Dental Hygienists: A Career in Oral Health

Dental Hygienists: A Career in Oral Health

Dental hygienists are licensed oral healthcare professionals who work in dental offices with a qualified dentist. They assist in oral care procedures with preventative and therapeutic methods to help patients maintain good oral health. Dental hygienists serve as a critical partner to dentists, as they help to detect problems early on and prevent them from becoming more serious.

Examples of Dental Hygienists Job Descriptions

  • Cleaning teeth and providing preventative oral care services, like oral cancer screening and fluoride treatments
  • Assisting in examining and documenting oral health status such as charting and taking dental x-rays
  • Advising patients on oral healthcare, including brushing and flossing
  • Educating patients on good oral health habits and answering their questions about treatment plans so they can be informed
  • Assessing and providing treatment for tooth decay and gum disease

Education and Training Required to be a Dental Hygienist

To become a dental hygienist, students need to pursue post-secondary education. Typically, an associate’s degree in dental hygiene from an accredited program, or a certificate or bachelor’s degree in dental hygiene is required. Programs generally take two to four years to complete and cover subjects such as anatomy, physiology, pharmacology, and radiology. Clinical experience is typically required as well, and this may be conducted as part of an educational program or internship.

Beyond education, dental hygienists must also be licensed by the state in which they practice. To become licensed, one needs to pass the National Board Dental Hygiene Examination (NBDHE) and clinical dental hygiene board examination. Continuing education courses may be required to maintain licensure and practice within the latest technological advances and developments in the field.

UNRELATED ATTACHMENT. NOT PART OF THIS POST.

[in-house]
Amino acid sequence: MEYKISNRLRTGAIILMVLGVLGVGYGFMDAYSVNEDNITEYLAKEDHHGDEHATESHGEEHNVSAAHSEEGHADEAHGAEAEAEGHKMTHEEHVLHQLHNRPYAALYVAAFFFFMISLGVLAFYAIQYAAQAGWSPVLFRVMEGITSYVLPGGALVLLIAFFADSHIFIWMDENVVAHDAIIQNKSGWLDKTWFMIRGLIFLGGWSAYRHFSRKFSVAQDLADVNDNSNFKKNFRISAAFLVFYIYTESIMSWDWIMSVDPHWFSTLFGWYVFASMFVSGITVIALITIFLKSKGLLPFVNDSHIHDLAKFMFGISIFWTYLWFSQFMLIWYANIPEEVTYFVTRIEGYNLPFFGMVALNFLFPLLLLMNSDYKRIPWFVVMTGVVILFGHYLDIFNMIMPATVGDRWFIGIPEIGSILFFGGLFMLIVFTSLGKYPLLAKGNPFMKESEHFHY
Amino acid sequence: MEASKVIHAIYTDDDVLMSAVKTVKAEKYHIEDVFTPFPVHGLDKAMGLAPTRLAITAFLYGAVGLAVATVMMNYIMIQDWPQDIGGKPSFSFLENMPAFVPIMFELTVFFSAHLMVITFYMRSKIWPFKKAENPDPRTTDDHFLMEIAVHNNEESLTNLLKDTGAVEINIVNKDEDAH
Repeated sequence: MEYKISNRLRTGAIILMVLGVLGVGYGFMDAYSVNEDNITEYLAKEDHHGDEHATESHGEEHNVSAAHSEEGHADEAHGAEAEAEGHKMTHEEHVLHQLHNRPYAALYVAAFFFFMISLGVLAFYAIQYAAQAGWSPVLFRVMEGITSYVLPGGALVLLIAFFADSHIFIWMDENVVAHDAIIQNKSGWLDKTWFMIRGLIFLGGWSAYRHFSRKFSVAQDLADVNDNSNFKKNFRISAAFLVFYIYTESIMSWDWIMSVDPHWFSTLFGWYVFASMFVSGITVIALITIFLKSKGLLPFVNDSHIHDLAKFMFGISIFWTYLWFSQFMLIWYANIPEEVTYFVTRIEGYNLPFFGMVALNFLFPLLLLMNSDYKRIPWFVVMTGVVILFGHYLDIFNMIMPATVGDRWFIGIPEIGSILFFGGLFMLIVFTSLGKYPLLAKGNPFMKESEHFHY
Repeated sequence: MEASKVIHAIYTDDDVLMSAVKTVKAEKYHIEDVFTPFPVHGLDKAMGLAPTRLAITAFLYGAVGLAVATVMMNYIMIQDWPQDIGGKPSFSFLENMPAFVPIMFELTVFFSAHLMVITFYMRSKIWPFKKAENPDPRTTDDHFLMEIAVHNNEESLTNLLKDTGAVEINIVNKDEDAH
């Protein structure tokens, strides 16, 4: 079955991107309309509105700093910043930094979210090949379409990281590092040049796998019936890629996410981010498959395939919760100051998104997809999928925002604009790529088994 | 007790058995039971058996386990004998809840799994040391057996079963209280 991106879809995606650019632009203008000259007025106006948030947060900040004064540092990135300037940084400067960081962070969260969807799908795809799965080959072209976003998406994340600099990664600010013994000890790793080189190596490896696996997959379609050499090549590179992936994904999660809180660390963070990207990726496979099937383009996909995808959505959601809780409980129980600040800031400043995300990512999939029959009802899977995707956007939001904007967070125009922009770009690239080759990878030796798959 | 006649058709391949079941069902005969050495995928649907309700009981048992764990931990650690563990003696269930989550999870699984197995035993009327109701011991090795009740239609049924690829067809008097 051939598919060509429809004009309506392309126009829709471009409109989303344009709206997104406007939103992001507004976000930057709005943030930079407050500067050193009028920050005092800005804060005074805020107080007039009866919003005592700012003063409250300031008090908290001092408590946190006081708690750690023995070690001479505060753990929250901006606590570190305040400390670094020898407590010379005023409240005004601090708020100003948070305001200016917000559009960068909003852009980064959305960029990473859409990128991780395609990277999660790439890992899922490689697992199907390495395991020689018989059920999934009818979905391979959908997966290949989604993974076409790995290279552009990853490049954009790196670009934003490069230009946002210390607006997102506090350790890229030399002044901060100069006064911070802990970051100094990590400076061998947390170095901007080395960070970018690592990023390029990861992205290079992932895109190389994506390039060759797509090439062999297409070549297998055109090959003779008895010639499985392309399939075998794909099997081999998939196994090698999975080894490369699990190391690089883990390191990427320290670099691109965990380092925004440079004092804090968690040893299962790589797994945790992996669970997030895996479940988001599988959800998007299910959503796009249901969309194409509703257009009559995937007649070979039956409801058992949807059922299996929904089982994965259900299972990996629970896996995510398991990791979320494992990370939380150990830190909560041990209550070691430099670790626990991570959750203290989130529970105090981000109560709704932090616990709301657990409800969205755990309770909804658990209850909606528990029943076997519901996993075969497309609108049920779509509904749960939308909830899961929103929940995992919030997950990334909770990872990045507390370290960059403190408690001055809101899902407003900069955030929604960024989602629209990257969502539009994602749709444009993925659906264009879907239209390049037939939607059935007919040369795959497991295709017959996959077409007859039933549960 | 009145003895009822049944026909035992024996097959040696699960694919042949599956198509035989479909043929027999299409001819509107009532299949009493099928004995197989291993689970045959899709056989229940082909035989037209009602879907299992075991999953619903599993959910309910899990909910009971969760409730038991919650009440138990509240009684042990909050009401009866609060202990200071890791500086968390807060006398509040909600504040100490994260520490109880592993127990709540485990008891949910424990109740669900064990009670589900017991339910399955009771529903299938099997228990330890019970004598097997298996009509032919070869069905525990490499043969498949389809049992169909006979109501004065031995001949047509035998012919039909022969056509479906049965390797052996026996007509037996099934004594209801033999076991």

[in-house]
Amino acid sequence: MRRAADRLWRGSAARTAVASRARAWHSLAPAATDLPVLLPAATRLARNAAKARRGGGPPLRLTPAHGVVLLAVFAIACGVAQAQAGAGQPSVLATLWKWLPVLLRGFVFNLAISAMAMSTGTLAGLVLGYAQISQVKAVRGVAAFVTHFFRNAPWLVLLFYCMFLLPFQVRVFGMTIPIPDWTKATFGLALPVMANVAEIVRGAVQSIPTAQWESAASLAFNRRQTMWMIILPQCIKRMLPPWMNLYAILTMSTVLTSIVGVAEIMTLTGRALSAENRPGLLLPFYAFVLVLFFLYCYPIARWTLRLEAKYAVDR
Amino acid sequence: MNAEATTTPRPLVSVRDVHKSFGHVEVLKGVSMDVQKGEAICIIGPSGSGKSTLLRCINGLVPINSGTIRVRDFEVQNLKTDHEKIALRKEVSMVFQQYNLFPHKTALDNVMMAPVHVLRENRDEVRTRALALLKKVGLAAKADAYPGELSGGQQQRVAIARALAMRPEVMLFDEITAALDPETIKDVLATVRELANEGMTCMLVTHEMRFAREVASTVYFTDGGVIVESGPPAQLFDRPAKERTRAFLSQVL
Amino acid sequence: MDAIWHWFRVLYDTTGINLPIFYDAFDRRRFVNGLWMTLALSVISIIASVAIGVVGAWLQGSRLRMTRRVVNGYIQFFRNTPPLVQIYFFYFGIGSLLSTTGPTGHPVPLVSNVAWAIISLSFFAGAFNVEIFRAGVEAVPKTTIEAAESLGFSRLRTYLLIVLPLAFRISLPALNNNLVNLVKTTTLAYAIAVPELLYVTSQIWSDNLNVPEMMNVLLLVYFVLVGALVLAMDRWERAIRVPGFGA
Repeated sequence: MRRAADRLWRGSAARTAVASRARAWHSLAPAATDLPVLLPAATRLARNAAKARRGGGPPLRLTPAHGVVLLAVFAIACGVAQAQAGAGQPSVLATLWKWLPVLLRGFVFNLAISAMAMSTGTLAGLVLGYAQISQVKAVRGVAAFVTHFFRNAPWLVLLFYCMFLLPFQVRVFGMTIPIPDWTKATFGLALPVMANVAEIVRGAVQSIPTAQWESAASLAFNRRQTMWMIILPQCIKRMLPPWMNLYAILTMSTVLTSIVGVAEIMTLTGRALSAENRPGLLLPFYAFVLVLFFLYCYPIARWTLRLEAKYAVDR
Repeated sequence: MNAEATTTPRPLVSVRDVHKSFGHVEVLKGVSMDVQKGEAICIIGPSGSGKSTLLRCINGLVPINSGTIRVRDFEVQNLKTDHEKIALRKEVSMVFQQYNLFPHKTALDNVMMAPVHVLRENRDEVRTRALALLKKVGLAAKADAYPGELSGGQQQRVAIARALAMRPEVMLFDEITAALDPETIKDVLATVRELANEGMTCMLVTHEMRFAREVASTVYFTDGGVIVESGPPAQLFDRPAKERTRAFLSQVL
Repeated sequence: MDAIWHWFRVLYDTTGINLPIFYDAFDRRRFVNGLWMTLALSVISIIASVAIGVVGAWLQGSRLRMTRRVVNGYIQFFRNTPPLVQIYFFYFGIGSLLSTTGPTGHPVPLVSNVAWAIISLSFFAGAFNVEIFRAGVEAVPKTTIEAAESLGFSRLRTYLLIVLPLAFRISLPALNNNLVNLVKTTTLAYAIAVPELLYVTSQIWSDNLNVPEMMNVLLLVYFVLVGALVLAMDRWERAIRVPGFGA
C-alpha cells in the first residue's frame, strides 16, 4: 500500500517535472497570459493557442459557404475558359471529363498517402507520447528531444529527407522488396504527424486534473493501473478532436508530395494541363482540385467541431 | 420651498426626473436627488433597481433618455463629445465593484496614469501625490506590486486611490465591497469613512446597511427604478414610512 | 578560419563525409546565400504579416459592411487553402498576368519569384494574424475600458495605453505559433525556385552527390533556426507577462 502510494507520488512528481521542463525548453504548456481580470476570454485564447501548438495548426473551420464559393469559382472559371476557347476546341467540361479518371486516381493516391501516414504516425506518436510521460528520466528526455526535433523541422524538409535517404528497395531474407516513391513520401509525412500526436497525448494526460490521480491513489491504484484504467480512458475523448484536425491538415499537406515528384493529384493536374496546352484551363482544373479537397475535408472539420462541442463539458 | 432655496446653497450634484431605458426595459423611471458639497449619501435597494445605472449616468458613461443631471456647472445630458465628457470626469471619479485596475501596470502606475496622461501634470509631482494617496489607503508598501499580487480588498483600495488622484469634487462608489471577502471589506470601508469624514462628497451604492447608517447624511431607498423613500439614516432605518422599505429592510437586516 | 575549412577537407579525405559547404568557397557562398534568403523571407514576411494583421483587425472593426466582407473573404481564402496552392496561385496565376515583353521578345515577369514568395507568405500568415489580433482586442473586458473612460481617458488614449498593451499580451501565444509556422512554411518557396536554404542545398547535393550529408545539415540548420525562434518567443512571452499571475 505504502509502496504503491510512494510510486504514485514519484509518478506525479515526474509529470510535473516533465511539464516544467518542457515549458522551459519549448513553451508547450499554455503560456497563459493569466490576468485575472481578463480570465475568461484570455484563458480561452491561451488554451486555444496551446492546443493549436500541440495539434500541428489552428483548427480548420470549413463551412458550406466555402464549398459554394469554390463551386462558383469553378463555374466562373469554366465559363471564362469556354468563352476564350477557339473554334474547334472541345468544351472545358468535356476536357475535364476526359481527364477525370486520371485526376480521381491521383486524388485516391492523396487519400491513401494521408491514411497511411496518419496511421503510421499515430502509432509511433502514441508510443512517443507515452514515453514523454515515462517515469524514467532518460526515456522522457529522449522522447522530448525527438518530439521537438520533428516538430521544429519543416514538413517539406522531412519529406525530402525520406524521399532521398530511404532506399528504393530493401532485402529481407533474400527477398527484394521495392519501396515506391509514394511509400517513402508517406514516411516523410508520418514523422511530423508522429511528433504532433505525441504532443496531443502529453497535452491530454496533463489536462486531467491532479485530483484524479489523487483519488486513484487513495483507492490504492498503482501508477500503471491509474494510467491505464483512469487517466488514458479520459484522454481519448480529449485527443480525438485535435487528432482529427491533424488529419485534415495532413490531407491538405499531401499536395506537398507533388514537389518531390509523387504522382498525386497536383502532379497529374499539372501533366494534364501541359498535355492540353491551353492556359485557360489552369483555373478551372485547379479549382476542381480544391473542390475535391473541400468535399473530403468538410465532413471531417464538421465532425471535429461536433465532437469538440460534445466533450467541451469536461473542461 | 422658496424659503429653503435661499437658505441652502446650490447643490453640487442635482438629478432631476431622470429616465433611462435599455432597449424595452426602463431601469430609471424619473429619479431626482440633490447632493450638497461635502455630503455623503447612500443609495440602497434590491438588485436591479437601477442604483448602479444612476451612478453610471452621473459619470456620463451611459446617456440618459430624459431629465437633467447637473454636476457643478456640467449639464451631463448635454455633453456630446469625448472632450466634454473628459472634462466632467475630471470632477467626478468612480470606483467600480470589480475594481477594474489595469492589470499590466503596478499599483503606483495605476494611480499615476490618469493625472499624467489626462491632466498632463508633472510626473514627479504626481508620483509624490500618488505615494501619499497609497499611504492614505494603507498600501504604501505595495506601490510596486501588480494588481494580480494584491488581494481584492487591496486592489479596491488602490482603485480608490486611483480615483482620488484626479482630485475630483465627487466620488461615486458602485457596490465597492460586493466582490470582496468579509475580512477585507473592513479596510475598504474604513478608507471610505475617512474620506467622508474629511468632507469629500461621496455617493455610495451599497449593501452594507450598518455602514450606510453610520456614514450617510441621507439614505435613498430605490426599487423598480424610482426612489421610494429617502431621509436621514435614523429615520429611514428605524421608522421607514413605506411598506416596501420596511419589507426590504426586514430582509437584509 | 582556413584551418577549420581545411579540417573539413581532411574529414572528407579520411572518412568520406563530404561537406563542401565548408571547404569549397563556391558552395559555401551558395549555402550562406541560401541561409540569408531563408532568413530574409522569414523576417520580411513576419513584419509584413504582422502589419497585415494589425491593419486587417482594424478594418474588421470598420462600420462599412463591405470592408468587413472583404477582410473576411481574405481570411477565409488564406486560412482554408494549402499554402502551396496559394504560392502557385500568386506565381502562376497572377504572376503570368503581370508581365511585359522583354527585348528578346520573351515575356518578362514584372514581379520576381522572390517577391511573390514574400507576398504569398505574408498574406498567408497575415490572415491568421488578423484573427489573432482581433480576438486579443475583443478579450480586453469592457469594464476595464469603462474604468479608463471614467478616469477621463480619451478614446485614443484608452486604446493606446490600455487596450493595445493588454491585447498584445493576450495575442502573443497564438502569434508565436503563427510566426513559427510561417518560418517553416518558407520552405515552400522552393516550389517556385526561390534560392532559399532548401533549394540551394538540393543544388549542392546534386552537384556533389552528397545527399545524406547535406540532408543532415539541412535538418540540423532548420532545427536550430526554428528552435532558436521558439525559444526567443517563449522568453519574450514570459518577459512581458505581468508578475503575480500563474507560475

How to Progress in Dental Hygiene

Dental hygienists typically start out as entry-level general practitioners, moving up to more specialized fields such as pediatrics, geriatrics, periodontics, or orthodontics. Progress could also mean taking on supervisory roles to manage other hygienists. Continuing education is an essential part of a hygienist’s career path as it enables one to stay up to date with advancements in the field and take on new roles.

How to Break into the Field

If you are considering a career in dental hygiene, there are several things you can do to prepare and stand out in the field:

  • Take more advanced courses while in high school such as Biology, Chemistry, and Mathematics
  • Volunteer at community dental clinics
  • Shadow a dental hygienist or dentist to gain first-hand experience
  • Research and select an accredited dental hygiene program that suits your needs

A career in dental hygiene is not only fulfilling but also a stable job, offering a good salary and excellent opportunities for growth.

Dental Hygienists Salary Data and Job Level Information:

The following table represents the salary data for the occupation, Dental Hygienists, along with information about the job level:

Location Job Level Salary (Average) Salary (Minimum)
US National Average Level 06 $77,126.40 $75,025.60
US National Average Level 07 $83,366.40 $77,833.60
US National Average Not able to be leveled $90,168.00 $76,648.00
US National Average Nonunion $84,198.40 $77,376.00
US National Average Full-time $84,739.20 $80,184.00
US National Average Full-time Level 07 $83,574.40 $81,556.80
US National Average Full-time Not able to be leveled $94,224.00 N/A
US National Average Part-time $85,259.20 $74,984.00
US National Average Part-time Level 06 $83,512.00 N/A
US National Average Time-based pay $85,612.80 $78,187.20
Alaska Time-based pay $114,171.20 $115,460.80
West Virginia Time-based pay $64,272.00 $61,547.20

Dental hygienists are generally paid well in the US, with salary data ranging from $61,547.20 (in West Virginia) to $114,171.20 (in Alaska). The job level varies between Level 06, Level 07, and Not able to be leveled. Nonunion dental hygienists has an average salary of $84,198.40 and a minimum salary of $77,376.00.


Dental hygiene is a well-paying and stable career, with opportunities for growth and specialization. Aspiring hygienists must complete a post-secondary education from an accredited program, obtain the necessary license and certification, and continue their education to stay up to date in the field. Volunteering and shadowing experiences can help prepare you for the field, and researching accredited programs can help you start on your path towards becoming a successful dental hygienist.